There’s always going to be more work to do, and trying to accomplish everything in one sitting will just leave you feeling exhausted at the end of the day. This is especially true for creators who are overflowing with great ideas. It’s easy to get caught up in work, finding new projects to work on until you miss out on that valuable downtime. By prioritizing time to yourself — that can be reading, playing video games, cooking, or really anything that’s not related to work — you’ll avoid burning out and crashing. You need to give your mind a break, which will also allow your creativity to keep flowing.
One surefire way to ruin a workflow is by multitasking. It may seem a bit counterintuitive — more work finished is a good thing, right? — but often when you’re multitasking, you’re spreading yourself too thin and not actually accomplishing what needs to get done. By designating specific parts of your day to different tasks, such as a segmented time for checking and responding to emails, you’ll be able to cut down on distractions.
It’s helpful to write up a schedule, and using verbs to start every task you need to undertake is a great way to boost your efficiency. This way there will be no guessing or deliberating when you come to your next item, and it will help you stay focused. For example, let's say you need to draft that aforementioned email to your audience, and you do your best work after you've caught up on your news and social feeds, around 11am. Instead of plugging in "EMAIL" in your calendar for 11am, enter "Write draft of email to audience announcing tour dates." This way your brain will know exactly what to do, and it will be easier to stay on task. It's easier for us to work with clear directions, so make sure you're givingthem to yourself.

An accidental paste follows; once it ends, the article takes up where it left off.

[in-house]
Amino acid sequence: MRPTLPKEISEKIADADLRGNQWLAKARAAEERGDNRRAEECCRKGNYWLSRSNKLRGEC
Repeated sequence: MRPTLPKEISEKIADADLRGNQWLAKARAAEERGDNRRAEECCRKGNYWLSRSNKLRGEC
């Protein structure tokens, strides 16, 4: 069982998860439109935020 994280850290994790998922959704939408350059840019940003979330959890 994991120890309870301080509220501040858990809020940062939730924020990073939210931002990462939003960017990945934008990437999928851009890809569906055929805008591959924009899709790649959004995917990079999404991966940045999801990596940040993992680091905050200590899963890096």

Try writing your tasks and To Dos with an actionable sentence for your day and week; you might find it's easier to stick to your schedule, meet your deadlines, and achieve your various goals.
When you’re starting to feel like you’re getting close to your limit or are feeling a bit burnt out, it’s important to listen to your body and do what works best for you. Sometimes this means taking a break, and sometimes this means channelling your motivation to stay on course.
Enter the dangling carrot.
One option is to get the “worst” tasks out of the way first, and save the “best” parts for last so you can enjoy them and really savor the moment. For instance, if you finish the toughest part of your project on a Monday or Tuesday, you’ll open up the rest of the week to enjoy the other parts of your work. However, if you waited until Thursday or Friday to do it, then you might already feel exhausted, overwhelemed, and more inclined to procrastinate or drag it out. Finding something to give you the motivation to complete your project can be a crucial element of the creative process, even if that motivation is the feeling you’ll have when the most arduous part of your project is complete.
Getting to know your personal rhythm, when you work best, how you like to organize your tasks and schedule, will help you work in a productive manner. And, managing your time and energy will only prove beneficial as you work towards your goals, both professional and personal. Of course, life happens and your carefully crafted routines can be thrown out the window when you're navigating big changes and events. The great news, is that you can always come back to zero; you can always find a place to jot down a task, and get back to a system that works for you, and we'll be here to help.